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Temperament and its heritability in Corriedale and Merino lambs

  • N. Zambra (a1), D. Gimeno (a2), D. Blache (a3) and E. van Lier (a1) (a4)
Abstract

Temperament can be defined as the fearfulness and reactivity of an animal in response to humans and strange, novel or threatening environments. The productive performance of an animal is affected by its temperament, and selection of calm animals might improve their adaptation to the farming environment and handling, as well as improve productivity. The temperament was measured in lambs of two breeds of sheep in Uruguay. The effects of dam’s age, type of birth, age of the lamb and contemporary group (CG; lambs belonging to the same year, flock, sex and rearing group) on the temperament of the lambs and the heritability of temperament were estimated with a Bayesian analysis using Gibbs sampling. Overall, 4962 Corriedale lambs and 2952 Merino lambs from 13 farms were tested. Temperament was measured using the isolation box test, isolating a lamb inside the box for 30 s, and recording the vibrations produced by its movements. The average temperament score (±s.e.m.) of the Corriedale lambs was 24.7 (±0.23) and that of the Merino was 36.8 (±0.45). Temperament was not associated with dam’s age, type of birth or lamb’s age. There were no relevant differences in the agitation score between lambs born in 2010 and 2011. The mean of the distribution of possible values of heritability (±s.d.) was 0.18 (±0.05) for the Corriedale and 0.31 (±0.06) for the Merino. The likelihood of heritability values to be greater than 0.15 exceeded 70% in the Corriedale and 90% in the Merino. The temperament of Merino and Corriedale sheep in Uruguay is moderately heritable. It is not related to dam’s age, type of birth or age of the lambs; however, it is affected by some aspect of the CG.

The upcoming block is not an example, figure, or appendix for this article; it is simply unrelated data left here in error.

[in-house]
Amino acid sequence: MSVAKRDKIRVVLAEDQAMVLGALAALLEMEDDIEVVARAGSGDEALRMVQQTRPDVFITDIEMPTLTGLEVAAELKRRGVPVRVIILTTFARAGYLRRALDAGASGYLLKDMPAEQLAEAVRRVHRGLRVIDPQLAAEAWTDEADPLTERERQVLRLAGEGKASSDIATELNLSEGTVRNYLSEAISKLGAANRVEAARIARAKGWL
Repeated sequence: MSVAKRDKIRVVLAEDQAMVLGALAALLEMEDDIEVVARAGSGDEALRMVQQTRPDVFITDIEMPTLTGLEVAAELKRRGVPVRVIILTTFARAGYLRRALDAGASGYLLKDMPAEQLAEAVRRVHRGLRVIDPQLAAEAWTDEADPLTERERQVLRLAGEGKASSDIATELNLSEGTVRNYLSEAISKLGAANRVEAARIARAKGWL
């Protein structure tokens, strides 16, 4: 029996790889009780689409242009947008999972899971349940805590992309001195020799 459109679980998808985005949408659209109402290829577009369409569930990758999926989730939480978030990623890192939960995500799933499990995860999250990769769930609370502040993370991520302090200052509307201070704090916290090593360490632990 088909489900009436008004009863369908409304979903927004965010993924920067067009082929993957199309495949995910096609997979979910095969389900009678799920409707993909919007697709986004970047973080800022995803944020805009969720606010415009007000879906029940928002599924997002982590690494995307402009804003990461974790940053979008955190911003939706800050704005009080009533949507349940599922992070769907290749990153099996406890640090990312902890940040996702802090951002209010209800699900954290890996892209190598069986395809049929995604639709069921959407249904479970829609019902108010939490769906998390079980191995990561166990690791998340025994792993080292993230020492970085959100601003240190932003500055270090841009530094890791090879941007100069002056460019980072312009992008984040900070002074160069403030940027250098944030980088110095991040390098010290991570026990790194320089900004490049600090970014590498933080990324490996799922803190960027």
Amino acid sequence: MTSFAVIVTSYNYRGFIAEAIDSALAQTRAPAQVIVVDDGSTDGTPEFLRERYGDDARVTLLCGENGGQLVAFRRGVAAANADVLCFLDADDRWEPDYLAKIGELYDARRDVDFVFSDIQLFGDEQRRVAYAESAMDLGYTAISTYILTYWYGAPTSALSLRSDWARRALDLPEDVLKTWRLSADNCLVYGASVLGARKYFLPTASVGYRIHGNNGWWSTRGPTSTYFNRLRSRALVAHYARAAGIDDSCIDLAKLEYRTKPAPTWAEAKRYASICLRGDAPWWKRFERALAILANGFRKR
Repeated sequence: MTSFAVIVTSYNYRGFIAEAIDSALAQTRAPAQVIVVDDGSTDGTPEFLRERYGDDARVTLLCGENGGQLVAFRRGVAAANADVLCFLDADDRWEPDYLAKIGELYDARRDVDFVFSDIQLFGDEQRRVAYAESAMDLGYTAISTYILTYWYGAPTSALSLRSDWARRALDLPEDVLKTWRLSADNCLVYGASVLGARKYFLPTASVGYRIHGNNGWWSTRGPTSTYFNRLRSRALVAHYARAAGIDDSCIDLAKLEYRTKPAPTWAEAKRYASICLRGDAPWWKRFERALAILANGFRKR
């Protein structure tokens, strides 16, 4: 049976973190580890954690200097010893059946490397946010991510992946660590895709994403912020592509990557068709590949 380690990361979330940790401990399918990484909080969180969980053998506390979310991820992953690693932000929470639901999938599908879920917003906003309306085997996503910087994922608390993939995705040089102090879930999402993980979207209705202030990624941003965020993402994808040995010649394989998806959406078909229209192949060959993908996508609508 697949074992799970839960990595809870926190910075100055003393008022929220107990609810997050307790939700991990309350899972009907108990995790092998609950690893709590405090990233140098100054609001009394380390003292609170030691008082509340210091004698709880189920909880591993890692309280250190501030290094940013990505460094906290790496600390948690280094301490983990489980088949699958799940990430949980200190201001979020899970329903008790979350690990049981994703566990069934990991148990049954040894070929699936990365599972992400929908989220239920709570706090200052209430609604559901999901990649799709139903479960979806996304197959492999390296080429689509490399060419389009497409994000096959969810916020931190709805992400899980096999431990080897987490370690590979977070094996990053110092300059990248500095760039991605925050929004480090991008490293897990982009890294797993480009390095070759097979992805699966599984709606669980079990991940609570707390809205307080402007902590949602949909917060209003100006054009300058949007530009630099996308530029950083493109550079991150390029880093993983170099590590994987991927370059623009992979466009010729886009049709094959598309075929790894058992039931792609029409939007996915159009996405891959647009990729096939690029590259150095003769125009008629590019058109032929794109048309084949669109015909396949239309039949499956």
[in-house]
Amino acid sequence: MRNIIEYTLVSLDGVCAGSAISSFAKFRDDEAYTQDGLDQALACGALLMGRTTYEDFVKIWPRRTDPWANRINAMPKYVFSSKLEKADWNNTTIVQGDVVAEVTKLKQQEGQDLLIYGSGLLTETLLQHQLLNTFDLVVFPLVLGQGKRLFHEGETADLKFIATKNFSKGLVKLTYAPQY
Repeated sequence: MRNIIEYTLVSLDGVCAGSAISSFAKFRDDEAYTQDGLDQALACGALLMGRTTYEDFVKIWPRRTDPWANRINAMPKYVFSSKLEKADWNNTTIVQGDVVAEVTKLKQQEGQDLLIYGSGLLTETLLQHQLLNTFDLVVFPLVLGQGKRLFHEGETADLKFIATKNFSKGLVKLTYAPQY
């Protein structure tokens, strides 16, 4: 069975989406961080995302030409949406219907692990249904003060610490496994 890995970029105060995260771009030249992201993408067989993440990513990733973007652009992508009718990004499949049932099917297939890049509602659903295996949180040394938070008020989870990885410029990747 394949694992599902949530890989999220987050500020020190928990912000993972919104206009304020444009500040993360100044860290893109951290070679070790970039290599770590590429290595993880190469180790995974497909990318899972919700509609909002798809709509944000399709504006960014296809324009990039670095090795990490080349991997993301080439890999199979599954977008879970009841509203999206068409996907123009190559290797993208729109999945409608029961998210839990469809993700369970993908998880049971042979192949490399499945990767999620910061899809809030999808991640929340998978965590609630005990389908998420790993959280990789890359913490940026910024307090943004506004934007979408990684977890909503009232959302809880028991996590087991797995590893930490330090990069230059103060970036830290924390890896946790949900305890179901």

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Corresponding author
E-mail: noezambra@gmail.com
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